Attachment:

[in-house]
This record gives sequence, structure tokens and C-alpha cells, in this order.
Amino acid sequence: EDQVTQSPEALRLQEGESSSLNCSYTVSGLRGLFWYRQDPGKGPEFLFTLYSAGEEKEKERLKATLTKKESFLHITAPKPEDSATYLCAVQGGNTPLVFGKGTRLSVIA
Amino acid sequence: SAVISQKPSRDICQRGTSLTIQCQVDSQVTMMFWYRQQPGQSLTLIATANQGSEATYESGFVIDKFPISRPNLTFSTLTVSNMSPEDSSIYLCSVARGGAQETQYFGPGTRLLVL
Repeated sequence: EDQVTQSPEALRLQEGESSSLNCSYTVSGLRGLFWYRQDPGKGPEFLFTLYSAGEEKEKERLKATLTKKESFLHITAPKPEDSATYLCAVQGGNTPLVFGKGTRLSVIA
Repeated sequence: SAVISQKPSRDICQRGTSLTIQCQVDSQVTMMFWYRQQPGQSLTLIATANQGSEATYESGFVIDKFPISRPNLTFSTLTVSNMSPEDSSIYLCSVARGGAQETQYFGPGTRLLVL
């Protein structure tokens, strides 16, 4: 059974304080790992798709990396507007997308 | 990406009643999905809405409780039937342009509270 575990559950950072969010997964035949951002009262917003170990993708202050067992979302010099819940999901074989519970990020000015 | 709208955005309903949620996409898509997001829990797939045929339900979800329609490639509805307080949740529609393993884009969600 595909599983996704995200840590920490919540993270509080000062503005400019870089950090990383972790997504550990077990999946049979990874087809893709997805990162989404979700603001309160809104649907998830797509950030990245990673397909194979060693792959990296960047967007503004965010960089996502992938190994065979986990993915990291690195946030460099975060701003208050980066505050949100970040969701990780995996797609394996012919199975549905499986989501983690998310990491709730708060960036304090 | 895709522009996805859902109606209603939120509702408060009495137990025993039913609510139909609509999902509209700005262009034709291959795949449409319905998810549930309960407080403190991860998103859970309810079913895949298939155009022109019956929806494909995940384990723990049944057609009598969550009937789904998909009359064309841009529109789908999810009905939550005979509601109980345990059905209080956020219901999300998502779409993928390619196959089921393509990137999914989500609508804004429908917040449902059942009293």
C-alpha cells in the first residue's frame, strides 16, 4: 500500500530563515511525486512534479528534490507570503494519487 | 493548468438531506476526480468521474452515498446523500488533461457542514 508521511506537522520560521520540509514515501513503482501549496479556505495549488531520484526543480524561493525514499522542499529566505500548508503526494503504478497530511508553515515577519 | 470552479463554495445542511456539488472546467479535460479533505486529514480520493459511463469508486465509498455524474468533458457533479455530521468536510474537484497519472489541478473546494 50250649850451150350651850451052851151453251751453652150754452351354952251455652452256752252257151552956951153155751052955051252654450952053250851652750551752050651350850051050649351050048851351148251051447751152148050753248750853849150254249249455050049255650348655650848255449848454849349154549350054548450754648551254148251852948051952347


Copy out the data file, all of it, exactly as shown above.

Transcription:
[in-house]
This record gives sequence, structure tokens and C-alpha cells, in this order.
Amino acid sequence: EDQVTQSPEALRLQEGESSSLNCSYTVSGLRGLFWYRQDPGKGPEFLFTLYSAGEEKEKERLKATLTKKESFLHITAPKPEDSATYLCAVQGGNTPLVFGKGTRLSVIA
Amino acid sequence: SAVISQKPSRDICQRGTSLTIQCQVDSQVTMMFWYRQQPGQSLTLIATANQGSEATYESGFVIDKFPISRPNLTFSTLTVSNMSPEDSSIYLCSVARGGAQETQYFGPGTRLLVL
Repeated sequence: EDQVTQSPEALRLQEGESSSLNCSYTVSGLRGLFWYRQDPGKGPEFLFTLYSAGEEKEKERLKATLTKKESFLHITAPKPEDSATYLCAVQGGNTPLVFGKGTRLSVIA
Repeated sequence: SAVISQKPSRDICQRGTSLTIQCQVDSQVTMMFWYRQQPGQSLTLIATANQGSEATYESGFVIDKFPISRPNLTFSTLTVSNMSPEDSSIYLCSVARGGAQETQYFGPGTRLLVL
């Protein structure tokens, strides 16, 4: 059974304080790992798709990396507007997308 | 990406009643999905809405409780039937342009509270 575990559950950072969010997964035949951002009262917003170990993708202050067992979302010099819940999901074989519970990020000015 | 709208955005309903949620996409898509997001829990797939045929339900979800329609490639509805307080949740529609393993884009969600 595909599983996704995200840590920490919540993270509080000062503005400019870089950090990383972790997504550990077990999946049979990874087809893709997805990162989404979700603001309160809104649907998830797509950030990245990673397909194979060693792959990296960047967007503004965010960089996502992938190994065979986990993915990291690195946030460099975060701003208050980066505050949100970040969701990780995996797609394996012919199975549905499986989501983690998310990491709730708060960036304090 | 895709522009996805859902109606209603939120509702408060009495137990025993039913609510139909609509999902509209700005262009034709291959795949449409319905998810549930309960407080403190991860998103859970309810079913895949298939155009022109019956929806494909995940384990723990049944057609009598969550009937789904998909009359064309841009529109789908999810009905939550005979509601109980345990059905209080956020219901999300998502779409993928390619196959089921393509990137999914989500609508804004429908917040449902059942009293």
C-alpha cells in the first residue's frame, strides 16, 4: 500500500530563515511525486512534479528534490507570503494519487 | 493548468438531506476526480468521474452515498446523500488533461457542514 508521511506537522520560521520540509514515501513503482501549496479556505495549488531520484526543480524561493525514499522542499529566505500548508503526494503504478497530511508553515515577519 | 470552479463554495445542511456539488472546467479535460479533505486529514480520493459511463469508486465509498455524474468533458457533479455530521468536510474537484497519472489541478473546494 50250649850451150350651850451052851151453251751453652150754452351354952251455652452256752252257151552956951153155751052955051252654450952053250851652750551752050651350850051050649351050048851351148251051447751152148050753248750853849150254249249455050049255650348655650848255449848454849349154549350054548450754648551254148251852948051952347